What Mac users need to know about Office 365

office365logoThe quick answer: not much. If you already own Microsoft Office 2011 for the Mac, there is nothing new for you here. You already have the most current version of Microsoft Office for the Macintosh.

If that’s all you wanted to know, you’re done here (at least until the next major upgrade comes out). Feel free to check out the new releases on Spotify.

However, if you have Microsoft Office/Mac 2008 or earlier, or don’t own MS Office at all – and Apple’s iWork suite or Google Docs just isn’t doing it for you – or you are in a mixed Mac/Windows household, Microsoft Office 365 could be in your immediate future.

Microsoft Office 365 is a subscription service for Microsoft Office Products: Word, Excel, Powerpoint, Outlook for Mac and Windows – plus the Windows-only applications Access, Publisher, and OneNote. Much like Adobe’s Creative Cloud, instead of buying the box, you lease the software. In this case, for $9.95/month or $99.95/year.

Why would you want to lease MS Office? A few reasons.

One: you never have to worry about not having the latest version. All upgrades are automatically forwarded to you. Not just the piddly “security releases” that seem to come out every other week, but brand new features as soon as they are developed. No more waiting for major rollouts.

Two: while most folks will hardly notice $9.95 flying into the ether each month, many will hesitate forking over $140.00 – $400.00, depending on the suite makeup, every two years or so. That’s for each computer you own. So, from a cash flow standpoint, it’s easier to handle.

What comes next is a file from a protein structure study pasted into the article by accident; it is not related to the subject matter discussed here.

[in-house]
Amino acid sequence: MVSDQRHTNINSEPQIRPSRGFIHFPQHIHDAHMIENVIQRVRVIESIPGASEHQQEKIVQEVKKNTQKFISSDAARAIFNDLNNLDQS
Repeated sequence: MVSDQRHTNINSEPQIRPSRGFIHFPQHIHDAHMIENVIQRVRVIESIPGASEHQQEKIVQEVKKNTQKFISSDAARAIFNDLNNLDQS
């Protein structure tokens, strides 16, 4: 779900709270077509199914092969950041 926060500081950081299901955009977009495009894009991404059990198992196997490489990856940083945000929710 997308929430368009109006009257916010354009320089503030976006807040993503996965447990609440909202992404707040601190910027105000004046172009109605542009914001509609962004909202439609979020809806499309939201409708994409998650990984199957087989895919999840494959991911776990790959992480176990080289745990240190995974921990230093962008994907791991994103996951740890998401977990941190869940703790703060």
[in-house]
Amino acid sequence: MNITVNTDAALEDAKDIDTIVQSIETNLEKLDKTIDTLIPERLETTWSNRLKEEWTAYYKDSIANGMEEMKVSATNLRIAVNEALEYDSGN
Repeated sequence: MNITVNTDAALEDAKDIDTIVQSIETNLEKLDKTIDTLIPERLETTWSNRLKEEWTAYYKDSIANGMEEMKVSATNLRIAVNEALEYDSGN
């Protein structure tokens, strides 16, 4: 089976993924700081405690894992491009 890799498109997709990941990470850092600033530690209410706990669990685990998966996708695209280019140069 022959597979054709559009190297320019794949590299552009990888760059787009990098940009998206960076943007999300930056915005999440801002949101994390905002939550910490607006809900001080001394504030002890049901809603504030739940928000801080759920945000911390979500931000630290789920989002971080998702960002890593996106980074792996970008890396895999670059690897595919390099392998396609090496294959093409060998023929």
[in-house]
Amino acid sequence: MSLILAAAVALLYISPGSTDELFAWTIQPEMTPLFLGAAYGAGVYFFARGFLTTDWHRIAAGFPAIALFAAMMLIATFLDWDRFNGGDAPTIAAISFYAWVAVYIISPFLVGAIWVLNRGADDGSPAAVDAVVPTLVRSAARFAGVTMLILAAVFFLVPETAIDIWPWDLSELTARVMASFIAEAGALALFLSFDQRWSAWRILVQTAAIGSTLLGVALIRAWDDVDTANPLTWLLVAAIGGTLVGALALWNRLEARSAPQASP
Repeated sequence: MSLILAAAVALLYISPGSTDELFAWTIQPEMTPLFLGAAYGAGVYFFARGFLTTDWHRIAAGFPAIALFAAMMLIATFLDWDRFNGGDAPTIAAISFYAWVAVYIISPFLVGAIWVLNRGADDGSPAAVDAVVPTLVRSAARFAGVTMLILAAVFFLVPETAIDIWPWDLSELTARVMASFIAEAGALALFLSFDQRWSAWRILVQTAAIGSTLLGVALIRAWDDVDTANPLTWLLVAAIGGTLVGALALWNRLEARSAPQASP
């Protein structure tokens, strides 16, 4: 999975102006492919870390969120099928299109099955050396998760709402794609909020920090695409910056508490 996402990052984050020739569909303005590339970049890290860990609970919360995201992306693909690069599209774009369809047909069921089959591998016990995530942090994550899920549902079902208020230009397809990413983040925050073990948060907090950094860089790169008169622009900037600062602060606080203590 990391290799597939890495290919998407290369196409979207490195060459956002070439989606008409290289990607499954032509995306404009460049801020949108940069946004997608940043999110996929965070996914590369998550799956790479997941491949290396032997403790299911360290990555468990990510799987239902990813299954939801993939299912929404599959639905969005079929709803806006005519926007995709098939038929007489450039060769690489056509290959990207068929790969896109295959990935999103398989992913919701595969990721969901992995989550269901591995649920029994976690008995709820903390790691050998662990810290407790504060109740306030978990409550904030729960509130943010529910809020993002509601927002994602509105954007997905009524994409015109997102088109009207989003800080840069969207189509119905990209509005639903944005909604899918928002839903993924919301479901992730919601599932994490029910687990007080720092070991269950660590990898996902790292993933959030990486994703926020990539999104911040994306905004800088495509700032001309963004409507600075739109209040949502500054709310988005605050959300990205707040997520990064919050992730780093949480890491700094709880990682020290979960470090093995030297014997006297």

Three: in addition to the software, 365 subscribers also receive 60 minutes of Skype world minutes per month which you can use from any device you have with a Skype account (it doesn’t have to have the Office apps installed on it). Plus you get a 20 Gb bump of storage on Microsoft’s SkyDrive cloud service. That’s in addition to any storage you may already have. Those two alone, if you take advantage of them, cover your ten bucks. There’s also a ton of sharing, collaboration, and syncing features; useful on personal and professional levels.

Four (the best part): one Office 365 subscription covers you for up to five devices (count ’em – five!). Mac and/or Windows plus “select mobile devices”. Mix and match. And it includes all the applications stated above (platform restrictions apply) – not just the Word/Excel/Powerpoint trio most usually get. So if your Windows-using spouse ever wanted to take a shot at database design with Access, here’s the chance.

Here’s where it gets a bit touchy for Mac users

Microsoft Work 2013Purchasing a Microsoft Office 365 subscription will get Microsoft Windows users the brand new Office 2013 suite, with all it’s nifty bells and whistles – and there are some real nice ones.

As I hinted at the start, currently Mac users get the 28-month old Microsoft Office 2011 (released October 26, 2010). This little tidbit is not immediately evident on Microsoft’s Office 365 site.

In fact, to the casual reader, it appears that Microsoft is offering the latest and greatest to everyone. Sadly, not so. Not yet.

Also not evident, is that as of the release of Office 365, Microsoft has eliminated the multi-license versions of its Mac and Windows box offerings. Prior to 365, a purchase of certain versions of the Home/Student or Home/Business flavors would allow you to legally install Office on two or three computers. That option is now gone. One box. One computer. No exceptions. The boxed versions are also about $20.00 more expensive than they were prior to the 365 release. It’s easy to see Microsoft really wants you to go the 365 route.

Bottom Line: if you don’t yet own Microsoft Office 2011 for the Mac, an Office 365 subscription is a nice deal – especially if you have more than one computer (or other Office-compatible mobile device). If you do already own Office 2011, and are flying solo .. well .. you can hold off a little while longer. Microsoft has got to come out with a new Mac version sooner or later, right?